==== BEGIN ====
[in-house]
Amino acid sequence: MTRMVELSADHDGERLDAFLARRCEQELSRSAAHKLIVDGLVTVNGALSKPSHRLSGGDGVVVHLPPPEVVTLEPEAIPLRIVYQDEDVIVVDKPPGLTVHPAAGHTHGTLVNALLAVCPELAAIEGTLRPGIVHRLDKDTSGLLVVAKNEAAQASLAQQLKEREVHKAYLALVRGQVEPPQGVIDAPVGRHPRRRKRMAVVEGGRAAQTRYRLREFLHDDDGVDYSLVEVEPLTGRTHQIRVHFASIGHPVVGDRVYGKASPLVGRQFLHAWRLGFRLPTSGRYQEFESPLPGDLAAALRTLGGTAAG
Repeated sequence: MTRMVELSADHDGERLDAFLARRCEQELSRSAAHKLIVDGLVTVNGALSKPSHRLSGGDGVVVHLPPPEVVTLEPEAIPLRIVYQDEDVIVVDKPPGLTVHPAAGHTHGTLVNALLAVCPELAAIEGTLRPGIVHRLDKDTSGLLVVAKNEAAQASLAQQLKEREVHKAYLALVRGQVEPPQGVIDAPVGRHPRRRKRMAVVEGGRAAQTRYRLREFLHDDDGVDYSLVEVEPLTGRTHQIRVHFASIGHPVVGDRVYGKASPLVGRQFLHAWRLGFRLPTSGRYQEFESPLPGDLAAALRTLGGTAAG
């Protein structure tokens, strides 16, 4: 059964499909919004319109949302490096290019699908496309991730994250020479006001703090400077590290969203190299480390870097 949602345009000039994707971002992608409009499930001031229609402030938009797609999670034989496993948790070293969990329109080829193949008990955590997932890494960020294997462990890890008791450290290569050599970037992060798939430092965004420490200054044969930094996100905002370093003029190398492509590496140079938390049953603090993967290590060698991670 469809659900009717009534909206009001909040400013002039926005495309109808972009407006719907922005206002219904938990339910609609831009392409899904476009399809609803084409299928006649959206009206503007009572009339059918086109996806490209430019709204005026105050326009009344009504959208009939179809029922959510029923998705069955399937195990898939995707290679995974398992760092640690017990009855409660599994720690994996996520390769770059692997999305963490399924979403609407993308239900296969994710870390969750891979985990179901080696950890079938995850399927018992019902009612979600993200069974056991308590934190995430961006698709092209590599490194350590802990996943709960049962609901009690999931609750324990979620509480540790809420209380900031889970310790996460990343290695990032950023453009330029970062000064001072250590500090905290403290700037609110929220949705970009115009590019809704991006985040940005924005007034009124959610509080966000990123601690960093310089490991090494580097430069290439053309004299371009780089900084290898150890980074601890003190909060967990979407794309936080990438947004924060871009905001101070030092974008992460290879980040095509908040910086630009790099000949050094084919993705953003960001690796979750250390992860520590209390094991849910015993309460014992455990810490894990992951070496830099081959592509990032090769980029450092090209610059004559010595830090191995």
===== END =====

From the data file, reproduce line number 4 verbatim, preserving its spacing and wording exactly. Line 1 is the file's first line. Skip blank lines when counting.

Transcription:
């Protein structure tokens, strides 16, 4: 059964499909919004319109949302490096290019699908496309991730994250020479006001703090400077590290969203190299480390870097 949602345009000039994707971002992608409009499930001031229609402030938009797609999670034989496993948790070293969990329109080829193949008990955590997932890494960020294997462990890890008791450290290569050599970037992060798939430092965004420490200054044969930094996100905002370093003029190398492509590496140079938390049953603090993967290590060698991670 469809659900009717009534909206009001909040400013002039926005495309109808972009407006719907922005206002219904938990339910609609831009392409899904476009399809609803084409299928006649959206009206503007009572009339059918086109996806490209430019709204005026105050326009009344009504959208009939179809029922959510029923998705069955399937195990898939995707290679995974398992760092640690017990009855409660599994720690994996996520390769770059692997999305963490399924979403609407993308239900296969994710870390969750891979985990179901080696950890079938995850399927018992019902009612979600993200069974056991308590934190995430961006698709092209590599490194350590802990996943709960049962609901009690999931609750324990979620509480540790809420209380900031889970310790996460990343290695990032950023453009330029970062000064001072250590500090905290403290700037609110929220949705970009115009590019809704991006985040940005924005007034009124959610509080966000990123601690960093310089490991090494580097430069290439053309004299371009780089900084290898150890980074601890003190909060967990979407794309936080990438947004924060871009905001101070030092974008992460290879980040095509908040910086630009790099000949050094084919993705953003960001690796979750250390992860520590209390094991849910015993309460014992455990810490894990992951070496830099081959592509990032090769980029450092090209610059004559010595830090191995």